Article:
Oceanwide Expeditions announces new departures to the Ross Sea in Antarctica
The Netherlands – After successful exploration runs in 2013 and 2015 the Dutch polar cruise company Oceanwide Expeditions has announced two new expeditions to the Ross Sea in 2017.
The ice-strengthened vessel “Ortelius” will be accommodated with helicopters for the two Antarctica cruises, sailing from the South American continent to the Antarctic Peninsula, crossing the Polar Circle, further west to Peter I Island, sailing in the Bellingshausen sea along the ice-edge of “deep Antarctica” into the Ross Sea. The voyage continues to the uninhabited sub-Antarctic Campbell Island and ends after 32 days in New Zealand. The second cruise offers the same itinerary, but in reverse.
The Ross Sea Challenge
The Ross Sea region of Antarctica has always presented a dream but also a challenge to visit to explorers. The Ross Ice Shelf prevents a full seasonal operation and distances are enormous. Apart from the extremes, landing sites are still difficult to reach. “With the advantages of the “Ortelius” in combination with the use of helicopters, our travelers are having some great opportunities exploring Antarctica’s most fascinating sites”, says CEO Michel van Gessel.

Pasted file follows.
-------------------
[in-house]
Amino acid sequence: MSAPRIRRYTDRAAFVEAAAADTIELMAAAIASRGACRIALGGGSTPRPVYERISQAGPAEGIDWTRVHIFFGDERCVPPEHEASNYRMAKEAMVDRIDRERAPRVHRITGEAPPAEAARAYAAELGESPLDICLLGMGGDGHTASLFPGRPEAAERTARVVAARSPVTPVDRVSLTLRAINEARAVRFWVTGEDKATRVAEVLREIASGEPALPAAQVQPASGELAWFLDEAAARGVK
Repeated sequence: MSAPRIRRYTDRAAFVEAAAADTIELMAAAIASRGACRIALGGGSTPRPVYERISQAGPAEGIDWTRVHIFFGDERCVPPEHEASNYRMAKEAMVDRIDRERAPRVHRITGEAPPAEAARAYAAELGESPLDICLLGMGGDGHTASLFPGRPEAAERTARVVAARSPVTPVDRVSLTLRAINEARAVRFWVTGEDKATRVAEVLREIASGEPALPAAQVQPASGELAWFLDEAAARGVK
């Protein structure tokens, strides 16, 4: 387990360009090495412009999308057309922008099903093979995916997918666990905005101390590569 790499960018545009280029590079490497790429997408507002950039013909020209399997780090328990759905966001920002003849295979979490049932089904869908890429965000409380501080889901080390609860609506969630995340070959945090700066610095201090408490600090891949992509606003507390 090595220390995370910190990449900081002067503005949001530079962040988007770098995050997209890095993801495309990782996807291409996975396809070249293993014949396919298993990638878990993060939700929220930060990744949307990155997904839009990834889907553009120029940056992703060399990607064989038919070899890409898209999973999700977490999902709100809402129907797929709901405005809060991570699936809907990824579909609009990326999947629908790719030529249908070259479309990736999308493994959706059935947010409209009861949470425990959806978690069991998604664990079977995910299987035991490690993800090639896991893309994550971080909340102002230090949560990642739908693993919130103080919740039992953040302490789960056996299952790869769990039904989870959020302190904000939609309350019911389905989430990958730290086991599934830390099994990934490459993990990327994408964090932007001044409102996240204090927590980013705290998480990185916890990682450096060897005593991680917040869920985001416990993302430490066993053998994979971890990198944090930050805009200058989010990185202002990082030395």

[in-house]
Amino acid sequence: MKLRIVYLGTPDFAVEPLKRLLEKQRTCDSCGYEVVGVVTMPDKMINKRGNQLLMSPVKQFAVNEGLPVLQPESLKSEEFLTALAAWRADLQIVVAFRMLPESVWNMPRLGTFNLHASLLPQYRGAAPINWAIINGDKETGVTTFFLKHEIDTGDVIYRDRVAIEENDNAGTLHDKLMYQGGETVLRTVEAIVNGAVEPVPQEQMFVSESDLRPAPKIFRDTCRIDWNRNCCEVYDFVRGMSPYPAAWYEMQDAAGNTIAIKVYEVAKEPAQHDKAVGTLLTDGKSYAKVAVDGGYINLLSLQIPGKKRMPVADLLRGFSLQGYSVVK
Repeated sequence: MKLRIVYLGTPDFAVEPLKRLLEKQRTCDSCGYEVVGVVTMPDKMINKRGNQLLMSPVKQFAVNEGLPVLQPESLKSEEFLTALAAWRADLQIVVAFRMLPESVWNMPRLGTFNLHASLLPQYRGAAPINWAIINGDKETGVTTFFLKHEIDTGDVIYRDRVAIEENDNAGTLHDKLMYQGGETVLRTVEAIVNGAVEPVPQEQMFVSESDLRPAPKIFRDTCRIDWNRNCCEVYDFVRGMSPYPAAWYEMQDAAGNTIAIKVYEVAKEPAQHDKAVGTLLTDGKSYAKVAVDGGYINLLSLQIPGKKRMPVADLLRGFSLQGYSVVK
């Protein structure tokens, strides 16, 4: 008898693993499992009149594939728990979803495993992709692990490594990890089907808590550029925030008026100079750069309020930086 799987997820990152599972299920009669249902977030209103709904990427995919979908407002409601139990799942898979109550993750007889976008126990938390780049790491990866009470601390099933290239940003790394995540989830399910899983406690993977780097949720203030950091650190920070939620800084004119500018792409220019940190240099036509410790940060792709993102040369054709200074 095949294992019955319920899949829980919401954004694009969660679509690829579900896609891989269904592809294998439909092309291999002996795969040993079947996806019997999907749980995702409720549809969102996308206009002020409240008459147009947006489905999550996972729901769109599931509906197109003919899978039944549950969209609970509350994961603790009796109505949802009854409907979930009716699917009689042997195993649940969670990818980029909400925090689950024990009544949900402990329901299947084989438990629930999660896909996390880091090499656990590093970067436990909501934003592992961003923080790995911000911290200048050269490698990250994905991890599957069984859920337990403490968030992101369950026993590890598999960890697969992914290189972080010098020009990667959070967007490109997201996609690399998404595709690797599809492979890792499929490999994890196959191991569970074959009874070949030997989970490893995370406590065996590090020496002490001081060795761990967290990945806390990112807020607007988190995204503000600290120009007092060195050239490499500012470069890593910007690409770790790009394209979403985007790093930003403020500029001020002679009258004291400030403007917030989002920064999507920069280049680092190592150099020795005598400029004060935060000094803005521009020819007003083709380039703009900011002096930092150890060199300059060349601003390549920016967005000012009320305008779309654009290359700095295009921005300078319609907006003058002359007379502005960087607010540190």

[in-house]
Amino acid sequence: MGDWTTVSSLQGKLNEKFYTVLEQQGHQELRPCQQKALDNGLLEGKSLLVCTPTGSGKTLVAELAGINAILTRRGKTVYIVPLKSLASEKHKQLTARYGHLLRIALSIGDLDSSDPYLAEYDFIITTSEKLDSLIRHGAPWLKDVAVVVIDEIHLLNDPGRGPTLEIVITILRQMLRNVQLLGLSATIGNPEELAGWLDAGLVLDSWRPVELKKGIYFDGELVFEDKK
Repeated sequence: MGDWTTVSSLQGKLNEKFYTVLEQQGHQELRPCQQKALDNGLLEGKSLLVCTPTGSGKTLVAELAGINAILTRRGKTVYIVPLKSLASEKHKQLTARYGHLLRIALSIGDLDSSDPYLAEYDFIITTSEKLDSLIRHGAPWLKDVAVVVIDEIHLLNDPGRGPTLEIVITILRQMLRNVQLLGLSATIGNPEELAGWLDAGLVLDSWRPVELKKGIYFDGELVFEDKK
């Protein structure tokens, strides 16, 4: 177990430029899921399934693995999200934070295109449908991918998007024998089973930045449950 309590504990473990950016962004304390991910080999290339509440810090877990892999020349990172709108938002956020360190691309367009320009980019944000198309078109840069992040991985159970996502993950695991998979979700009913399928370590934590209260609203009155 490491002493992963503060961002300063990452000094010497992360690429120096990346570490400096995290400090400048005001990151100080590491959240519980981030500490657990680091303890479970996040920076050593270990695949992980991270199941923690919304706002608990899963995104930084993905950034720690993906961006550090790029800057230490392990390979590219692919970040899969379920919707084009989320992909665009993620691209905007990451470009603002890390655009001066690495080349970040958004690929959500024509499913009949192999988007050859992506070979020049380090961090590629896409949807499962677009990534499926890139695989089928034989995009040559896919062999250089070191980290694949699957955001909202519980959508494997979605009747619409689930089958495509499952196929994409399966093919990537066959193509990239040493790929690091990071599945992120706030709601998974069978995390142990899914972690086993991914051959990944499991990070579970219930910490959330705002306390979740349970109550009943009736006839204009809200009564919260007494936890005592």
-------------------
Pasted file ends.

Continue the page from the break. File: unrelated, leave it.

Historic Discovery Voyages
British Polar explorer Sir James Clark Ross discovered the Ross Sea region in 1841. It took another 60 years before the true race to the South Pole began when the British Royal Geographic Society sent Robert Falcon Scott on his voyage in 1901, followed by Ernest Shackleton (1907-09), Japanese explorer Nobu Shirase (1910-12), and another attempt of Scott and Norwegian explorer Roald Amundsen who reached the pole in 1911. Many of the relics (such as the huts of Scott and Shackleton) of this golden period of exploration still exist, preserved by the cold, ready to be visited by modern-day explorers.
Very few expeditions have ever ventured this far south to the Ross Sea. Oceanwide Expeditions tries to land passengers in such areas as the rarely visited volcanic Peter I Island, the huts of the British explorers Ernest Shackleton and Robert Falcon Scott on Ross Island, McMurdo Station, the Dry Valleys – where the conditions are the closest you get to the conditions on Mars – and Campbell Island, home to the Southern Royal Albatrosses.
The voyage contains one of the last wildernesses on earth, hardly affected and visited by humans. Passengers will experience the largest ice-formations in Antarctica and will encounter an astonishing diversity of life despite its incredibly harsh conditions. The Ross Sea is home to minke whales, orcas, weddell and crabeater seals, adelie and emperor penguins, petrels and skuas.